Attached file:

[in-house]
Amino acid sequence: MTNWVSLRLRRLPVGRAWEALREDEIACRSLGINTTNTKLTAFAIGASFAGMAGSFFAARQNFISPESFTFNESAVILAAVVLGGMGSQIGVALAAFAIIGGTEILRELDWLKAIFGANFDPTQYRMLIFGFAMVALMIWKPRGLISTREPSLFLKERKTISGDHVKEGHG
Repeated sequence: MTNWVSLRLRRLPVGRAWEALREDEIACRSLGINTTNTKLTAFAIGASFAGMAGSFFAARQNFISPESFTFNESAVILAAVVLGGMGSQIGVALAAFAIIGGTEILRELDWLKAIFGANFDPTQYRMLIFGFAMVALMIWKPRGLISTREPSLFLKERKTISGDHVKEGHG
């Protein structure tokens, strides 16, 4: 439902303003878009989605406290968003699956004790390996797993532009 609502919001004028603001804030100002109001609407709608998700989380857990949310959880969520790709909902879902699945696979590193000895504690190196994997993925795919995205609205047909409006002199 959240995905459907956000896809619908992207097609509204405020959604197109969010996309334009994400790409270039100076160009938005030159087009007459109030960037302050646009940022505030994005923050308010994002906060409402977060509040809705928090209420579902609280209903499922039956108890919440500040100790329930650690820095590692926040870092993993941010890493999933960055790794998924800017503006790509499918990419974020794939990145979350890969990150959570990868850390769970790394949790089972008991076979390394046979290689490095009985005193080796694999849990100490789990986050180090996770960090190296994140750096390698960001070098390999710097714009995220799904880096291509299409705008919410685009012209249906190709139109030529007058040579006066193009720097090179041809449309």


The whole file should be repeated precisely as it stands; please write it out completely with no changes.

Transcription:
[in-house]
Amino acid sequence: MTNWVSLRLRRLPVGRAWEALREDEIACRSLGINTTNTKLTAFAIGASFAGMAGSFFAARQNFISPESFTFNESAVILAAVVLGGMGSQIGVALAAFAIIGGTEILRELDWLKAIFGANFDPTQYRMLIFGFAMVALMIWKPRGLISTREPSLFLKERKTISGDHVKEGHG
Repeated sequence: MTNWVSLRLRRLPVGRAWEALREDEIACRSLGINTTNTKLTAFAIGASFAGMAGSFFAARQNFISPESFTFNESAVILAAVVLGGMGSQIGVALAAFAIIGGTEILRELDWLKAIFGANFDPTQYRMLIFGFAMVALMIWKPRGLISTREPSLFLKERKTISGDHVKEGHG
């Protein structure tokens, strides 16, 4: 439902303003878009989605406290968003699956004790390996797993532009 609502919001004028603001804030100002109001609407709608998700989380857990949310959880969520790709909902879902699945696979590193000895504690190196994997993925795919995205609205047909409006002199 959240995905459907956000896809619908992207097609509204405020959604197109969010996309334009994400790409270039100076160009938005030159087009007459109030960037302050646009940022505030994005923050308010994002906060409402977060509040809705928090209420579902609280209903499922039956108890919440500040100790329930650690820095590692926040870092993993941010890493999933960055790794998924800017503006790509499918990419974020794939990145979350890969990150959570990868850390769970790394949790089972008991076979390394046979290689490095009985005193080796694999849990100490789990986050180090996770960090190296994140750096390698960001070098390999710097714009995220799904880096291509299409705008919410685009012209249906190709139109030529007058040579006066193009720097090179041809449309």